The campsite at Pemberton had a wonderful kitchen and very clean facilities. It was also remarkably quiet at night, which may have been why I was able to sleep till past 7! While we were setting up breakfast we listened to two kookaburras having a set-to above our heads; it sounded like a laughing contest and you couldn’t help laughing in response. We cleaned up and set off at 8:30 down a winding road towards Denmark for lunch.

Just outside Walpole was saw a detour for something called a ‘tree-top walk.’ We had read in the Rough Guide that this was a worthwhile experience, so we drove up and found a parking spot – Pam physically blocking another driver from stealing it from us, much to my amazement! – and paid a very reasonable $10 for the walk. It was incredible!

What we saw was a very old stand of Karri and Eucalyptus trees – the locals call the latter Tingle trees, a most inappropriate name for such a magnificent creation – and how we saw them is by a 120 foot high walkway that winds its way among the trees in that forest. At this height you are about halfway up these enormous structures that tower above you from their massive bases in the forest floor below. The metal walkway sways with the weight and movement of the many people walking this aerial trail, and it is more than a little unsettling. But the sight of these trees, their majesty and beauty literally take your breath away. Pictures cannot hope to do justice to the scope and size of what we saw.

Lunch after that was anticlimactic, and we drove in kind of mesmerized stupor to Albany, our destination for the night. The campsite was crowded and not particularly nice, but when we broached the sand dunes separating us from the sea, the view took our breath away. We were staring at a simply spectacular view of the Southern Ocean, sparkling aquamarine under the afternoon sun, with the headlands of the bay marching seaward in the distance and the waves crashing on the foreshore in front of us. We had but one collective thought: we must swim!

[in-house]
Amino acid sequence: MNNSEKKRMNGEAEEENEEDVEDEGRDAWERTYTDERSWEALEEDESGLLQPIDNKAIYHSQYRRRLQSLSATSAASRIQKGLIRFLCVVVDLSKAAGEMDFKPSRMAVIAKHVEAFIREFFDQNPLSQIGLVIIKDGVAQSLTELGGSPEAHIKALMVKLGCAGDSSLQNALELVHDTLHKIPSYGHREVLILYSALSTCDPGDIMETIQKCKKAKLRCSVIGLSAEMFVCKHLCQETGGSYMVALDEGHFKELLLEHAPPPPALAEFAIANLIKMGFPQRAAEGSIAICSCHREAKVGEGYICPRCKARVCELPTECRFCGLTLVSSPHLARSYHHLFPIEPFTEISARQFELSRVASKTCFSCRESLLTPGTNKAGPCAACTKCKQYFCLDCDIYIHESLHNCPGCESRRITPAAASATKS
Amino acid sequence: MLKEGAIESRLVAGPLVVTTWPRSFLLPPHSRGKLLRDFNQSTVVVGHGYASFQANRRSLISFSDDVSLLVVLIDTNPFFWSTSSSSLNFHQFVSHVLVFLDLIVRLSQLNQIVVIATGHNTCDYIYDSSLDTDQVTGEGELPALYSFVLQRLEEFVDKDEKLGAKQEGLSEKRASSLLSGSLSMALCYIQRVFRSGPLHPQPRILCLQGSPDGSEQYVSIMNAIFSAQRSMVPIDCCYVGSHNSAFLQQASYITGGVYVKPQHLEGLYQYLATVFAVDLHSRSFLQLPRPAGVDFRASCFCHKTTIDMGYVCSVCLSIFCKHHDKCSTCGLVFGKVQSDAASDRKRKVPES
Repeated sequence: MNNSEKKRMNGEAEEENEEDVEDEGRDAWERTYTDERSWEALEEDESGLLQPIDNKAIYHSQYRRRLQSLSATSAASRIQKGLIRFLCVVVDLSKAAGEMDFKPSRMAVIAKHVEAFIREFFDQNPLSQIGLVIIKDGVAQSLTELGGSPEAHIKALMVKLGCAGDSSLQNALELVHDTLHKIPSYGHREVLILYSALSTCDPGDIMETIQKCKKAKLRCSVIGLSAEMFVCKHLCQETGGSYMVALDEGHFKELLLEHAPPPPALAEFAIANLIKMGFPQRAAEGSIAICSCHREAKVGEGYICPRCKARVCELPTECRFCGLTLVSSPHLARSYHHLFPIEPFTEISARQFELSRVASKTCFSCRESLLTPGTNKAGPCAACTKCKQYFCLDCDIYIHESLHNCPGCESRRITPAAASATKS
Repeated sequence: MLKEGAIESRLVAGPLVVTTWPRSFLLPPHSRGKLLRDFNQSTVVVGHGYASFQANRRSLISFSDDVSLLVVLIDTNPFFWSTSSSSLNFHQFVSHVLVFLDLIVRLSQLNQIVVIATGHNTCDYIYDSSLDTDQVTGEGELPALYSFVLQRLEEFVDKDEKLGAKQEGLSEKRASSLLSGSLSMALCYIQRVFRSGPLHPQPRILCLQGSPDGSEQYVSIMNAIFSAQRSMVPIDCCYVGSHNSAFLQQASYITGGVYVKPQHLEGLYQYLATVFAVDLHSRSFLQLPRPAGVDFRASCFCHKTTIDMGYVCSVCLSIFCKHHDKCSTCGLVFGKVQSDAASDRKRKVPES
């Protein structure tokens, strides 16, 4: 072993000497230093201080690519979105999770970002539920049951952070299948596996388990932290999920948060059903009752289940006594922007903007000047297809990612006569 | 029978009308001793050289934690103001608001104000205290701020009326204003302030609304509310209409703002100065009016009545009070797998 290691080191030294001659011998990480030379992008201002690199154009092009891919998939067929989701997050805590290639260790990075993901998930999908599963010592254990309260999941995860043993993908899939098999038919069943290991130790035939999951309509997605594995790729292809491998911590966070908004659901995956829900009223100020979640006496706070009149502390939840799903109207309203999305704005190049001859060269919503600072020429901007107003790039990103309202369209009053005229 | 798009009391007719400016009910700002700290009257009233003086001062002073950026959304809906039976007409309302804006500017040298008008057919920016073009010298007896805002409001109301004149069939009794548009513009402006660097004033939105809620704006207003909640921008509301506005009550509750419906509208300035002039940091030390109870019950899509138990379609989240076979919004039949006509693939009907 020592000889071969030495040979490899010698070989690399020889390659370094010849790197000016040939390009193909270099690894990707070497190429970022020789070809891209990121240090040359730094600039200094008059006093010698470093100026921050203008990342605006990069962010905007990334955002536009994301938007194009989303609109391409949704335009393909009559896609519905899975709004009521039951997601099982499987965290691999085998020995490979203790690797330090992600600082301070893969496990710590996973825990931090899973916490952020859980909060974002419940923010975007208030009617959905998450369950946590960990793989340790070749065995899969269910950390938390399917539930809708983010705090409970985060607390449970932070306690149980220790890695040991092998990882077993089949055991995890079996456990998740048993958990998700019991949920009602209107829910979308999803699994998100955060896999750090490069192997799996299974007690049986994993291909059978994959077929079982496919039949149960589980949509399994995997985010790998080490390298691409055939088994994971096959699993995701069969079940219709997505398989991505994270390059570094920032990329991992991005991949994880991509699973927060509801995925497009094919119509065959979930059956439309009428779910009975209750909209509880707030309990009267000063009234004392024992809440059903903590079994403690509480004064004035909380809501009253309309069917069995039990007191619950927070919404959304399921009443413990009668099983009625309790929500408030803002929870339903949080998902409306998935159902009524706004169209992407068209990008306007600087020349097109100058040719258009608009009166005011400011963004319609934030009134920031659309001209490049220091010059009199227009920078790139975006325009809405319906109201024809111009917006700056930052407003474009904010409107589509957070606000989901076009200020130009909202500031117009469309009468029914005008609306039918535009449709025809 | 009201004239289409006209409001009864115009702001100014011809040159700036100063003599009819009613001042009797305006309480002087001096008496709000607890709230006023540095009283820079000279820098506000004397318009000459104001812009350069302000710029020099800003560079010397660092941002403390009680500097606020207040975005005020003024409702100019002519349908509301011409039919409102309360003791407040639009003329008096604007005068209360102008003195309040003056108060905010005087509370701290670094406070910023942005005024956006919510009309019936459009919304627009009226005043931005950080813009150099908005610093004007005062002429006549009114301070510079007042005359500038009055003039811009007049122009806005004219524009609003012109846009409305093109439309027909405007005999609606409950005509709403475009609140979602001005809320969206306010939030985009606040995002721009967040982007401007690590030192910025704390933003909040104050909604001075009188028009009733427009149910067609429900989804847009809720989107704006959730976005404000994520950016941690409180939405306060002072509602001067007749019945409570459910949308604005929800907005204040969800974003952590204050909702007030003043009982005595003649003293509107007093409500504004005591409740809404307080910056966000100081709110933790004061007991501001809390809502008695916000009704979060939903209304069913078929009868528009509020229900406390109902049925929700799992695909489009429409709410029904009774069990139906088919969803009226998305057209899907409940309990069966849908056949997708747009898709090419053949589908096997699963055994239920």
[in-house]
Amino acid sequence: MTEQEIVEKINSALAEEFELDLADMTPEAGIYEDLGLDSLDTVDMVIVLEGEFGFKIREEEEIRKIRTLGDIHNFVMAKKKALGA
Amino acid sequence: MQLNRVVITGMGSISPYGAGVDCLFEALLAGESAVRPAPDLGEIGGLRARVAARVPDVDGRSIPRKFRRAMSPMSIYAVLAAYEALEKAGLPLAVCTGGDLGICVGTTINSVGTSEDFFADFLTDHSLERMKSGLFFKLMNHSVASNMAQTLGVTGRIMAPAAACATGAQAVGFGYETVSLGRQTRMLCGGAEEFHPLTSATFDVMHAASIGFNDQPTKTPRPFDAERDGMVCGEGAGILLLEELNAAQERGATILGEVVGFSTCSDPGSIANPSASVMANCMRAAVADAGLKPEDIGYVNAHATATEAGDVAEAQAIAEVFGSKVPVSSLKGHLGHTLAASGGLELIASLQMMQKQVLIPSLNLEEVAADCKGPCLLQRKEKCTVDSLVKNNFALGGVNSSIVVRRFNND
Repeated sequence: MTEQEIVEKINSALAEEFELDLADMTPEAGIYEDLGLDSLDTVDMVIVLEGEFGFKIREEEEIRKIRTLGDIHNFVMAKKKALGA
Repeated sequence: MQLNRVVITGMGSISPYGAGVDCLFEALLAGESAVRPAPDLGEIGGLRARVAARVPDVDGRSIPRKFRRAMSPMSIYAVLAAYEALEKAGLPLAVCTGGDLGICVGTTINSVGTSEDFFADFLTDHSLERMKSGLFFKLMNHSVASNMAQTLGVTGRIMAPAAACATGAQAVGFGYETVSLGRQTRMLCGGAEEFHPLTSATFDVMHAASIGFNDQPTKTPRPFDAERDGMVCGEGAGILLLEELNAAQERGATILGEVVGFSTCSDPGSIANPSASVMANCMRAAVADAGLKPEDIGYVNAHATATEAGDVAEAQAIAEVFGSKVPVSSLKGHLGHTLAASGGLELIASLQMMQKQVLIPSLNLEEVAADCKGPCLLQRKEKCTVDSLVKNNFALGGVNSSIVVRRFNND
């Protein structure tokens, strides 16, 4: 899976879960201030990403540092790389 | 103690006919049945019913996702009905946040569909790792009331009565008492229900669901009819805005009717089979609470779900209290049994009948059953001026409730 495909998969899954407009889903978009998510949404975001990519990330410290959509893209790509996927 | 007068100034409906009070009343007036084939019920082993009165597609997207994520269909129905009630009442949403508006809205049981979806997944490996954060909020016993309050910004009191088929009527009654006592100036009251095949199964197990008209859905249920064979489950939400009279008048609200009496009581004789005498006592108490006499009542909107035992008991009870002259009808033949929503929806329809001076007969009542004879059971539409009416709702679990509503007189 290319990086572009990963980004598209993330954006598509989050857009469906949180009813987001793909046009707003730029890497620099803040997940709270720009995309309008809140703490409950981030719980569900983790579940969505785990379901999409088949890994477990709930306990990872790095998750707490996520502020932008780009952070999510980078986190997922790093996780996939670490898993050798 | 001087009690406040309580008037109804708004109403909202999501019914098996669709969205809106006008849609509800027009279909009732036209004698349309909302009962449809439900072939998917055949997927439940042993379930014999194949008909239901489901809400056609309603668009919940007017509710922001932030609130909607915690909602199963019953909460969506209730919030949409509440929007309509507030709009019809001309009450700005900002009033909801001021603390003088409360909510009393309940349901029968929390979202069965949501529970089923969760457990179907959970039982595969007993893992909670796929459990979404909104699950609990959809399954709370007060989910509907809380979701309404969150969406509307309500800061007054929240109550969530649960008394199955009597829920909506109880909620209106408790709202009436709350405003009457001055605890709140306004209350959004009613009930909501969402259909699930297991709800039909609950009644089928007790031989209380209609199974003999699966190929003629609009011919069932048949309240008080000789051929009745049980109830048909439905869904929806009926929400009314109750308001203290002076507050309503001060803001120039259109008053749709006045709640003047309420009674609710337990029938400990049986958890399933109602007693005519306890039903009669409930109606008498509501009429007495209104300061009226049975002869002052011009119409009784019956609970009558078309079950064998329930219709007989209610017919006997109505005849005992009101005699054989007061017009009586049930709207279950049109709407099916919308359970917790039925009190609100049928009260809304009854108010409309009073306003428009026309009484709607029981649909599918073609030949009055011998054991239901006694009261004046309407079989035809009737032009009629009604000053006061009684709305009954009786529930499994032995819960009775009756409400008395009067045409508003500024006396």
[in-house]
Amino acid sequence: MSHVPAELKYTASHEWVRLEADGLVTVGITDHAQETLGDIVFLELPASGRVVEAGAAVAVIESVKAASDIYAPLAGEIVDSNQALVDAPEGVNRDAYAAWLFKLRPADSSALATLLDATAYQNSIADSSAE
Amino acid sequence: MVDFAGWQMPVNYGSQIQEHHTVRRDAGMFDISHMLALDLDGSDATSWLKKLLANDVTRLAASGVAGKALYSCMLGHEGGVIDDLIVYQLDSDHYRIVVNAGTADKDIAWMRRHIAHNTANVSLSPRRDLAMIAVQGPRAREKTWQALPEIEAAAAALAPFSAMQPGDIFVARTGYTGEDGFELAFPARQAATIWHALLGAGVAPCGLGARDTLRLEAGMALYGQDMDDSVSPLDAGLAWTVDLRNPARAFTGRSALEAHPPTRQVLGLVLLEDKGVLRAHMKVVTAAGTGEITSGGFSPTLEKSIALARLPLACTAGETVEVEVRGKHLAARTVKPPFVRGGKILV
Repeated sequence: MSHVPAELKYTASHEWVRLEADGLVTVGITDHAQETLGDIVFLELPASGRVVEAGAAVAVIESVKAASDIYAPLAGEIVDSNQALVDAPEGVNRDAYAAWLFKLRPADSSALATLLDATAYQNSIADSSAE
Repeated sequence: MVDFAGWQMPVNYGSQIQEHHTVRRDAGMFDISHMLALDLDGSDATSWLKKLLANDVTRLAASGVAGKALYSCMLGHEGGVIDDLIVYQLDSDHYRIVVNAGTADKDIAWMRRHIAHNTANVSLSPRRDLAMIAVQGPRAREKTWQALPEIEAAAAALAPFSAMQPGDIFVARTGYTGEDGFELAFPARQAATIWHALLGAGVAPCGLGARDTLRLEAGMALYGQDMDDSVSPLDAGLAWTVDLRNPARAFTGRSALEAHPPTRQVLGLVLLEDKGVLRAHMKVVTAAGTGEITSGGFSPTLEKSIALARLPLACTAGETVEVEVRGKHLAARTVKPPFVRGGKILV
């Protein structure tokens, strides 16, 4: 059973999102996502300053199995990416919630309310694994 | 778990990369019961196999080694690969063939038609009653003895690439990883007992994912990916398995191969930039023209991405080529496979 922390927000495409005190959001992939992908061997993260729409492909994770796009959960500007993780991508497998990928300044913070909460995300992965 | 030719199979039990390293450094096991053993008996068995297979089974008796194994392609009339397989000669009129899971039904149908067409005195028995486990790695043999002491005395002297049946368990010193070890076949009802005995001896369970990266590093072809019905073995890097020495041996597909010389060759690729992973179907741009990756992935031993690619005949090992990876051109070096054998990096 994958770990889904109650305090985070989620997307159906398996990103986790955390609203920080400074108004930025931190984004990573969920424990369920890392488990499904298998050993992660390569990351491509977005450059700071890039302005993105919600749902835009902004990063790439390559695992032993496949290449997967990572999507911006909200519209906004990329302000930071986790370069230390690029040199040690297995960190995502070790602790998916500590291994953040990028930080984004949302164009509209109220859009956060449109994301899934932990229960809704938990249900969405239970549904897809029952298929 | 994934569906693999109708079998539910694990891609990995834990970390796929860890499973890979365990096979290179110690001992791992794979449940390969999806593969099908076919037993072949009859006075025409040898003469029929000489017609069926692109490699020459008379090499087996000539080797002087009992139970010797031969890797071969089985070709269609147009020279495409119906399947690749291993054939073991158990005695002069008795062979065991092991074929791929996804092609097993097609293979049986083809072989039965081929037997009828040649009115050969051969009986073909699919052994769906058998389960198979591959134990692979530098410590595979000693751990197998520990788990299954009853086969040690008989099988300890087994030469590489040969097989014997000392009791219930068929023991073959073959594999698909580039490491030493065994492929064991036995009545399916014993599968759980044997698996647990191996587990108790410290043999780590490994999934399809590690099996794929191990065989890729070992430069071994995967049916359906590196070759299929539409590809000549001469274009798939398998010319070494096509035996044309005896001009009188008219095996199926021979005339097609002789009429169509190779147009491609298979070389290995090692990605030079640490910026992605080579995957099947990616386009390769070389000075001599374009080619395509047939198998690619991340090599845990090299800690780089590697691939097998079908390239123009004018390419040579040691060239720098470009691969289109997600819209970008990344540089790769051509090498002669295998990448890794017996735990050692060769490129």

We returned in haste to the camper, put on our suits – cossies, in local parlance – and retraced our steps to the beach. We figured we would probably freeze to death before we got waist high, but we were in for a surprise. The water was warmer than the Indian Ocean in tropical Coral Bay, 1,000 kilometres closer to the equator. We swam and body surfed the waves for an hour before we tired and dried out under sand that was as fine and white as icing sugar. We had burgers for supper and I finally got an internet connection that allowed me to call Mom and wish her a very belated Merry Christmas. We have just two more camping nights on what has been one of the best vacations of our lives.

P.S. I can’t seem to upload pictures through this weak internet connection, and will try again when we get back to Perth. My apologies, and thank you for your visits and your comments.

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